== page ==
The retail segment turned a yearly profit of $354 million -- a decrease of 5.9%, which the company blamed on the lower overall sales volume.
Barnes and Noble's college segment had revenue of $298 million for the quarter and $1.7 billion for the full year, increasing 18.2% for the quarter, while decreasing 0.9% for the year. The bonus 53rd week contributed $15 million in additional sales.
The college division turned a $115 million profit -- a number that increased 3%, year over year, which the company attributes to higher margins and net new store growth.
What's clear is that Barnes & Noble has at least stabilized its traditional book-selling business but it has not found a way to lure people to its tablets and e-readers. The question that remains, however, is with customers opting for e-books, do physical bookstores have a future? Yes, Barnes & Noble sells toys and some other product lines. But its giant, expensive retail stores are still largely book-driven, which seems less viable as we move further into a digital reading world.
Is this split a good idea?
In the short term, it should improve the balance sheet for Barnes & Noble, though it's hard to see how Nook -- which struggled while being owned by a major retail bookstore chain -- will survive on its own. Perhaps Microsoft (NASDAQ:MSFT), which invested $300 million with Barnes & Noble for a 17.6% stake in the company's Nook business unit in October 2012, will be interested in taking full ownership of the brand and recast it as a low-cost Windows 8.1 tablet. That ship may have already sailed as Toshiba announced a low-end, sub-$200 7-inch Windows 8.1 tablet, making the need for Microsoft to create one less pressing.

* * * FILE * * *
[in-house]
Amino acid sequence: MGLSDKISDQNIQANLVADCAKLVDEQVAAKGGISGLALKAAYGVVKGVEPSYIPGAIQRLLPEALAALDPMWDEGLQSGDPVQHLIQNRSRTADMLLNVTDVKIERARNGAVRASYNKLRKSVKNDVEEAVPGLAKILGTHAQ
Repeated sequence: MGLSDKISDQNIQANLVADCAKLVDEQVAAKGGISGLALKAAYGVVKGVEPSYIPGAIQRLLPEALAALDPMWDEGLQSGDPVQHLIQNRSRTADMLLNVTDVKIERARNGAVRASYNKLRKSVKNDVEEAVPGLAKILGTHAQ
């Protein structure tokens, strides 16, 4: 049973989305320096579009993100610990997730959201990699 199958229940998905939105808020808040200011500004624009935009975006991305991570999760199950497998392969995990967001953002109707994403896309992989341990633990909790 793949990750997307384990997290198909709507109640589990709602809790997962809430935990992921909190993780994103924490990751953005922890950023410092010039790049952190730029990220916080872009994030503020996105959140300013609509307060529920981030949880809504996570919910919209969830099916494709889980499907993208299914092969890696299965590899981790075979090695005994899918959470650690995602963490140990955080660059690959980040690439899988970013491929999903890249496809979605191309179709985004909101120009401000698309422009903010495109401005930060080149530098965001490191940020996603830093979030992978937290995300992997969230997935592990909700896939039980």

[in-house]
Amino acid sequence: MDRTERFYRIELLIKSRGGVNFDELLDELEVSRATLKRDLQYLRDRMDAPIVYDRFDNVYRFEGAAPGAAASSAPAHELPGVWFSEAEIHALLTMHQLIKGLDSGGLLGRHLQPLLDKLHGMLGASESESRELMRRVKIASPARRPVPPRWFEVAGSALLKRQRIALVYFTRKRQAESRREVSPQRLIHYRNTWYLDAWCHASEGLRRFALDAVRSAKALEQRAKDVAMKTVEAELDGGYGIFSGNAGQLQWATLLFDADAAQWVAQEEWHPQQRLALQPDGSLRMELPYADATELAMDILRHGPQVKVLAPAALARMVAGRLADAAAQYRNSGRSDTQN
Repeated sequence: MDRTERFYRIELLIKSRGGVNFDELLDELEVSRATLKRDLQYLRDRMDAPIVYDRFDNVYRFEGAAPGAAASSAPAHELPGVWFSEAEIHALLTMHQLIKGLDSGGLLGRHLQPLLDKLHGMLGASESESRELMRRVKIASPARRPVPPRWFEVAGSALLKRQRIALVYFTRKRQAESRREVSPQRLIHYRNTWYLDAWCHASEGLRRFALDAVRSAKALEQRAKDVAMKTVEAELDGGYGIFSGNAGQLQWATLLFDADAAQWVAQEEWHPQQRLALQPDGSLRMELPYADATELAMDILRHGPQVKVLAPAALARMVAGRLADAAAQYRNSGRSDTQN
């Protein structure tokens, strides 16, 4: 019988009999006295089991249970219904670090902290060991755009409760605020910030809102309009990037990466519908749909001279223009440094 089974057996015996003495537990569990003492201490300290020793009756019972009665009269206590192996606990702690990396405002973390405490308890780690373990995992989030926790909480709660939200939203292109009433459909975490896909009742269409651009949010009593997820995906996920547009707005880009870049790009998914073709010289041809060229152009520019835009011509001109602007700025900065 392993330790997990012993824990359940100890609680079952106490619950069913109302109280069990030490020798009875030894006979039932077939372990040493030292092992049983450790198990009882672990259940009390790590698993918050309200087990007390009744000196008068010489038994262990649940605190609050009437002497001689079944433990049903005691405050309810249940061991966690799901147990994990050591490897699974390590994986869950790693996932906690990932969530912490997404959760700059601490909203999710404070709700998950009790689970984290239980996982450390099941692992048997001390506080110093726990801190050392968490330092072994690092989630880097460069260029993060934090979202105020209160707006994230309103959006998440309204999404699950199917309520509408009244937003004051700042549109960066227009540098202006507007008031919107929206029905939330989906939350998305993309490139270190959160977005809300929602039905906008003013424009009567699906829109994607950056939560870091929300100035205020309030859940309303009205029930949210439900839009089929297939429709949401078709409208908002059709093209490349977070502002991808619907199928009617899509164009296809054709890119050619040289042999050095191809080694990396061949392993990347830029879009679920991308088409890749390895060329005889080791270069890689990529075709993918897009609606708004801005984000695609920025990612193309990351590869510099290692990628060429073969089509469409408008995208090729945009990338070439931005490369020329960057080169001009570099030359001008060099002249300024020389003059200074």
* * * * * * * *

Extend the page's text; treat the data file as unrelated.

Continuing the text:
The real concern for Barnes & Noble is long term, since being a retail bookseller seems a bit like manufacturing sewing machines or selling magazine subscriptions. The company's core business has declined and that trend is unlikely to reverse. You can't put the Amazon genie back into the bottle, and bookstores are likely to face the same ultimate fate as record stores. Spinning off Nook may minimize losses and buy the company some runway, but there needs to be a plan that goes deeper than controlling costs to eke out tiny profits on declining sales.
The failure of Nook will ultimately hasten the failure of Barnes & Noble, as essentially every tablet customer using an Amazon Kindle, an Apple iPad, or a tablet running Google's Android has a bookstore in their home already. To combat that, Barnes & Noble needs more than just slightly bigger profits. The company needs to find a direction that makes it something other than what it is now.
Daniel Kline is long Apple and Microsoft. He really likes bookstores. The Motley Fool recommends Amazon.com. The Motley Fool owns shares of Amazon.com and Barnes & Noble. Try any of our Foolish newsletter services free for 30 days. We Fools may not all hold the same opinions, but we all believe that considering a diverse range of insights makes us better investors. The Motley Fool has a disclosure policy.